Creating a Coping Toolbox for Stress
If you are like us, you’re probably wondering why in heck your kid (s) are doing some things during this pandemic. We’ve been hearing from lots of clients about toileting accidents, baby talk, clinginess, constant requests, irritability, refusal to do common tasks, and binging on technology.
I’ll tell you the most likely reason you are seeing a whole host of new, or reoccurring, behaviors is due to stress.
When children have to adjust to a completely new routine, or are sensing anxiety around them, the brainpower this shift requires can be too much. Kids then put all of their internal resources to managing the new requirements or emotions and something else goes.
Toddlers may began having potty accidents. School-age kids might become clingy or revert to toting around comfort objects or speak in baby talk.
Don’t worry, this is to be expected, and once things begin to resolve, much of these regressions will turn around.
Kids are not always able to tell us that there how they’re feeling, that they are anxious, that things feel weird, or they feel confused, or uncertain. Not only are they not always able to tell us, often, they are not really aware of how they’re feeling themselves. Instead, kids might have big reactions to apparently small things, resist even minor transitions or changes, or complain more than normal about small injuries/hurts. They might become more aggressive, oppositional, and irritable. Difficulties falling asleep, more frequent wake ups, and nightmares are often present.
As parents, is important for us to realize that these behaviors aren’t just randomly occurring. They are not really about the small frustration, change, or irritation. Instead, these behaviors stem from their anxious feelings brought on by big changes in the world around them, and the feeling of insecurity that results.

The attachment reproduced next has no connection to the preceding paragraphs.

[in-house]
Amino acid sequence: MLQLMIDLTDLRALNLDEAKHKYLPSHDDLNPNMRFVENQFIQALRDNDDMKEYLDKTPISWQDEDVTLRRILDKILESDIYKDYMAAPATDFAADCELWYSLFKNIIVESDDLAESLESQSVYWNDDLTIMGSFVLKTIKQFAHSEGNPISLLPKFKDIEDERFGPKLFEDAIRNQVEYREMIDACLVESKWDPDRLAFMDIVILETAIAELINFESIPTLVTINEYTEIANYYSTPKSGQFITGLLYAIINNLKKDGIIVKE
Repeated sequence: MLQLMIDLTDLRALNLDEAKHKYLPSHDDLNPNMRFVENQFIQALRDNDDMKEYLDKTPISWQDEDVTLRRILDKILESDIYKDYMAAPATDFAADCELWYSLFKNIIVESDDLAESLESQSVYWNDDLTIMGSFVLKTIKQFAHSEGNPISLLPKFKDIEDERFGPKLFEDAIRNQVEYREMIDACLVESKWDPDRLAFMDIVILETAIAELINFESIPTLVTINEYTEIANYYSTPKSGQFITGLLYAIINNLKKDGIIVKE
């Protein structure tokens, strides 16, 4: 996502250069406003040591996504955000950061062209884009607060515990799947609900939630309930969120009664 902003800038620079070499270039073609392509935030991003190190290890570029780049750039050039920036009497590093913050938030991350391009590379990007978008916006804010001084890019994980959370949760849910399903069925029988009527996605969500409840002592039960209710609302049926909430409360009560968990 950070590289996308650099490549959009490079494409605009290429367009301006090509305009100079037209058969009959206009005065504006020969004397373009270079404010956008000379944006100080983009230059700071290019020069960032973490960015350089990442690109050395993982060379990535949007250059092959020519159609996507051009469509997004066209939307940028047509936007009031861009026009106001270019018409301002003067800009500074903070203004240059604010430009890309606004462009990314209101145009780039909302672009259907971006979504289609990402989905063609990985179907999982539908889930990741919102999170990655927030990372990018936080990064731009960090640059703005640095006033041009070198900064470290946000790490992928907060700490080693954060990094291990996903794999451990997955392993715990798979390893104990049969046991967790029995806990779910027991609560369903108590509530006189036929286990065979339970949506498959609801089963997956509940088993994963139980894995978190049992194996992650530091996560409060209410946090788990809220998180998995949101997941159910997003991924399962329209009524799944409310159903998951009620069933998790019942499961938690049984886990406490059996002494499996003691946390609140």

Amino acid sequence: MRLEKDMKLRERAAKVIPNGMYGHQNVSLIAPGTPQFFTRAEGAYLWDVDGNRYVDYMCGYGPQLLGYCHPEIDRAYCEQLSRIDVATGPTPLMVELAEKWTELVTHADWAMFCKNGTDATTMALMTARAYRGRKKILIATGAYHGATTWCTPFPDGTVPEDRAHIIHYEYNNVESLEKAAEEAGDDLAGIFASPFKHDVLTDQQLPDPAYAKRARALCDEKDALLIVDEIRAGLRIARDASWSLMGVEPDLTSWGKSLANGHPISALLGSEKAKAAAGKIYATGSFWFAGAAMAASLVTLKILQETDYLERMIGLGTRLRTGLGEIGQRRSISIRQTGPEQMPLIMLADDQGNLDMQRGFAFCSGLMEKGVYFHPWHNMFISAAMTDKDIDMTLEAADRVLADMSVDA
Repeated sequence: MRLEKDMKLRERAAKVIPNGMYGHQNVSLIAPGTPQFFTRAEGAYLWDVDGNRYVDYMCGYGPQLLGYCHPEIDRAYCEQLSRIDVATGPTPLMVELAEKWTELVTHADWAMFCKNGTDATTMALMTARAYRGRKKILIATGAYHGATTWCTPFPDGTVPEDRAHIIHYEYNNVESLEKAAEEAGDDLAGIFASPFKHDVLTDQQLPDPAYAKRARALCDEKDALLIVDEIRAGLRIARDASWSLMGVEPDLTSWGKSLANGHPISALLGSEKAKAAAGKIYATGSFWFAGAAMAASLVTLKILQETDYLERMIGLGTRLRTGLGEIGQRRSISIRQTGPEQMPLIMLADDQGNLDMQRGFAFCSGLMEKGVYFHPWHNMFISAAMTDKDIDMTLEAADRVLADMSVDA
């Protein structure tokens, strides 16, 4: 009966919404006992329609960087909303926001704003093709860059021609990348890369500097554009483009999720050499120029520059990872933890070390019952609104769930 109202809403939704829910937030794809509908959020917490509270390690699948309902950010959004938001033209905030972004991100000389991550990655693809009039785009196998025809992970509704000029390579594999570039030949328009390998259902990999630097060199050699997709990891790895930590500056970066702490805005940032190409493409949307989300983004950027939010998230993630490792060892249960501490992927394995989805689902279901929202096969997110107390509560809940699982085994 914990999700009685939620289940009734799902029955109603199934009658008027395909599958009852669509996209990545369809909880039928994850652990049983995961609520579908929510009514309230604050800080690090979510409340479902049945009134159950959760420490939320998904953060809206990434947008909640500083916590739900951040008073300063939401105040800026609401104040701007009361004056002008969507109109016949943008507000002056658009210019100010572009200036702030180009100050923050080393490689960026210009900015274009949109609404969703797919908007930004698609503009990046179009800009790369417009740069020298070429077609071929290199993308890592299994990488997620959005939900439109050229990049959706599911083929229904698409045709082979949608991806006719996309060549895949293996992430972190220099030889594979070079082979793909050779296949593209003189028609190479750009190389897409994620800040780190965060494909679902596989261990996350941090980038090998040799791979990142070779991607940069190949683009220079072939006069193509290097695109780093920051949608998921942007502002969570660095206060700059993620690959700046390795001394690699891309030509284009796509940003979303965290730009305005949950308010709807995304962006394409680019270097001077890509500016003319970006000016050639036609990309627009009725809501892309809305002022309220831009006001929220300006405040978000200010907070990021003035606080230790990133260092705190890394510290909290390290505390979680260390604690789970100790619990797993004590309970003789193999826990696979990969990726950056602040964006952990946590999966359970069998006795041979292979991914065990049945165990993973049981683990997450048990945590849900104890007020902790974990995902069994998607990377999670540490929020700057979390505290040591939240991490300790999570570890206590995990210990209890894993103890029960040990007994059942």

This is true for little kids all the way up through teens and even adults.
Older teens and adults may revert to poor coping habits, excessively using TV or phones to escape from their current reality, and even over eating or using substances.
So what to do about it? Well one of the best things to do is to reduce your expectations and lean into compassion. Recognize that at a time when most everything is out of our control and we feel powerless, our kids feel the same. They are not trying to be difficult, but may not have another way to cope with this very challenging situation. Any opportunity you have to provide a sense of control, choices, or stability is recommended.
Another tool that we LOVE, for all ages, is creating a coping toolbox. This is a great tool to help kids cope at home. It’s inexpensive and can be a fun activity to do with your child.
The coping toolbox helps kids use coping skills to handle BIG feelings. Grab a box or a basket and pick some items to include in the box.
It’s helpful to think of items that hit the different senses. So, for example, lotion or essential oil spray for smell. Gum, candy, or a crunchy food for taste. For visual, consider colorful items, beautiful items, or items that move. There are tons of soothing ideas to hit the tactile sense. Don’t forget about sound!
Here are a few suggestions of what you can include in your coping box:
1. Pictures of family, friends, or a beautiful/fun scene
2. Books about emotions (check out our IG posts with some of our top recommendations)
4. Fidget Spinners
5. Small pad of paper and pen
6. Journal or coloring book
7. Calming Jar (check out the podcast interview link for directions)
9. Stress ball or putty (Aaron’s Thinking putty is great)
10. Headphones for music
11. Sound machine
Keep the box handy and pull it out when you notice your child getting frustrated, anxious, or angry. Help them learn to use the items to cool down and regulate. Keep it in an accessible place, maybe even in a homemade “chill out” spot.
Consider making a coping toolbox for yourself too, and include items that help you feel calm and grounded. Then, you and your child can practice relaxing together.